Sunday, September 21, 2014

9/20 Newberry National Volcanic Monument

This national park is relatively new, being founded in 1990.  It consists of several parts in this volcanic area that was formed when a rift developed 400,000 years ago.  Several minor volcanos and cinder cones can be seen in the area, but the largest was Newberry Volcano, a shield-type volcano that erupted about 75,000 years ago on an earlier caldera.  This area is still considered to be active, with possible eruptions in the future. 

Here is a site that explains some of the geology:  http://volcanoes.usgs.gov/volcanoes/newberry/newberry_geo_hist_81.html

I stopped first at the Lava Lands visitor center near the cinder cone.  This cone is NOT part of the Newberry volcano itself but is along the rift line. 



The hill in the distance is a cinder cone.  You can drive up in a personal car, but unfortunately they do not allow vehicles over 24'.  Darn.  Next time I will try to hitch a ride!

I drove another 20 miles to the Newberry volcano area.  This is one of the two lakes that fill the Newberry caldera. There are two lakes because a new cinder cone has built up between the two, as shown on the sign below.


I think one of the most interesting areas.  It is a flow of obsidian (glass) that was formed only 1,300 years ago.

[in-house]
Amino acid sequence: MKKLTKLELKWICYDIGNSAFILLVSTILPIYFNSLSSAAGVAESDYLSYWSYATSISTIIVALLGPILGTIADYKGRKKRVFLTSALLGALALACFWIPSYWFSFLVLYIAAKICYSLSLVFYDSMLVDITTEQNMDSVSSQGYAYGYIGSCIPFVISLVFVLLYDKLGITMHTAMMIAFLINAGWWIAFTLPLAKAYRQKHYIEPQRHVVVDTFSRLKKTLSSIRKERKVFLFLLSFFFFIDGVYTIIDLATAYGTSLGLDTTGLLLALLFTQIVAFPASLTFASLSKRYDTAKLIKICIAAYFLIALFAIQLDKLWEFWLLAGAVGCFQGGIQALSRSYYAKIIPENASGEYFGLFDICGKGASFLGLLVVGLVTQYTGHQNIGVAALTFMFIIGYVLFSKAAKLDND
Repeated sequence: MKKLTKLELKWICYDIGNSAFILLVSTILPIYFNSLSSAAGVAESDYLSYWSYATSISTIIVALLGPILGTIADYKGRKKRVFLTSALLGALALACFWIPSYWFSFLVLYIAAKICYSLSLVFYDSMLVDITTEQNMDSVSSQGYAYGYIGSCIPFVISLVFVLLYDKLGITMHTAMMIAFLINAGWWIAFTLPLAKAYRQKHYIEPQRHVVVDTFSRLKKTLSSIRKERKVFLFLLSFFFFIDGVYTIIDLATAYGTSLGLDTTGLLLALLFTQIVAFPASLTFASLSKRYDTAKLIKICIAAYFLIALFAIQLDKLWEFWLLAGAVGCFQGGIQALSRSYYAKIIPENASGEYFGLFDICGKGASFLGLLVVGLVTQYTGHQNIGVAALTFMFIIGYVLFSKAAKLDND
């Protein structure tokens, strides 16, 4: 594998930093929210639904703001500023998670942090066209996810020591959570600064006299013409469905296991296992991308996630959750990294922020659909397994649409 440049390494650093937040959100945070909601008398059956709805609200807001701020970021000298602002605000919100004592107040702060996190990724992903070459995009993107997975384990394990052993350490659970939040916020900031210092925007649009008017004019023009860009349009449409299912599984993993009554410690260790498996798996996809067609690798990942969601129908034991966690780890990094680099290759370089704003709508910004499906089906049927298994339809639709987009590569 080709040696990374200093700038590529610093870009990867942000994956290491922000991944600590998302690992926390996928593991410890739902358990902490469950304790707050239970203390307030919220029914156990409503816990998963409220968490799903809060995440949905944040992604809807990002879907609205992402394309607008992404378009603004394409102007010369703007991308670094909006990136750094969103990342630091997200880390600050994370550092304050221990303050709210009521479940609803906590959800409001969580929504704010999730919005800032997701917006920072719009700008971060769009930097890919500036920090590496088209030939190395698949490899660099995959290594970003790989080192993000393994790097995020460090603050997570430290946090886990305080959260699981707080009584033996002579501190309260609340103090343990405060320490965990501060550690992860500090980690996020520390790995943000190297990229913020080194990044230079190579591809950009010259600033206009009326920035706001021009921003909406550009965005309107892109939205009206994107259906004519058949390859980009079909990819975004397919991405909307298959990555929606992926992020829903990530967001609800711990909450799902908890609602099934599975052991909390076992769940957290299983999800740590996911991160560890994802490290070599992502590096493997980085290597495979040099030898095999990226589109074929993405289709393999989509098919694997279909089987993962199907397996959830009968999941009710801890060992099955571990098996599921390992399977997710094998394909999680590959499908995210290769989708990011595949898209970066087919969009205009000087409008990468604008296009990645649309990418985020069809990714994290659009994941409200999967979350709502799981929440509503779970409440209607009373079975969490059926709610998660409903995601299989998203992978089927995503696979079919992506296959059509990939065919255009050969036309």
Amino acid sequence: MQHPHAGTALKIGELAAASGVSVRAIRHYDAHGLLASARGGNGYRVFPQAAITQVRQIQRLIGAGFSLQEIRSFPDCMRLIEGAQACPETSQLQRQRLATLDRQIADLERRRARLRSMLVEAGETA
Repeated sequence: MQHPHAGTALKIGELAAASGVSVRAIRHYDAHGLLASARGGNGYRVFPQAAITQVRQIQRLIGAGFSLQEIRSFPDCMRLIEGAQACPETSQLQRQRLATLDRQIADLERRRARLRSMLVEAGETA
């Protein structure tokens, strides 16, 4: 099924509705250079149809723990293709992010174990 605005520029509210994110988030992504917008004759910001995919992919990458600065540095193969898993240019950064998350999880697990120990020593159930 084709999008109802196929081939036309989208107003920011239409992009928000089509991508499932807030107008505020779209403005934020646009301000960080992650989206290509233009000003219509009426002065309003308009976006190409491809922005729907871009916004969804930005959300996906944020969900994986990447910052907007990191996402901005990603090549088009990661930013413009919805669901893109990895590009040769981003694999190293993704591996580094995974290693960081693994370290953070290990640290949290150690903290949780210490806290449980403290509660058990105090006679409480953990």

Obsidian is glass formed by intense heat melting sands inside the volcano.  I took the advice of the ranger and wore my loafers, the only closed-toe shoes I own, because of the sharp obsidian on the short trail to the viewpoint. 

The Native Americans used obsidian for spear points and tools.  The broken rocks are said to have a finer edge than even a surgeon's knife, and experiments show that surgery performed with tools made from these rocks result in finer scars.

The obsidian flow is huge!  You are not allowed to walk beyond the viewpoint, but I would not want to anyway.  It does not show in these photos, but the broken rocks were sparkling in the sunlight.

The outside of the rocks looks pretty much like other volcanic rocks, but when they are broken, you can see the glass-like interior.  This is a close-up of one broken rock.

Here is a large, broken boulder near the trail showing the outside and inside of the rock.

And another boulder!

You can see the pile of obsidian and part of the Newberry rim in the distance.

After my volcano visit, I headed off to Eugene, OR, about a three-hour drive. I took this photo of smoke from a forest fire in the distance.  I was lucky not to drive through smoke, however.   



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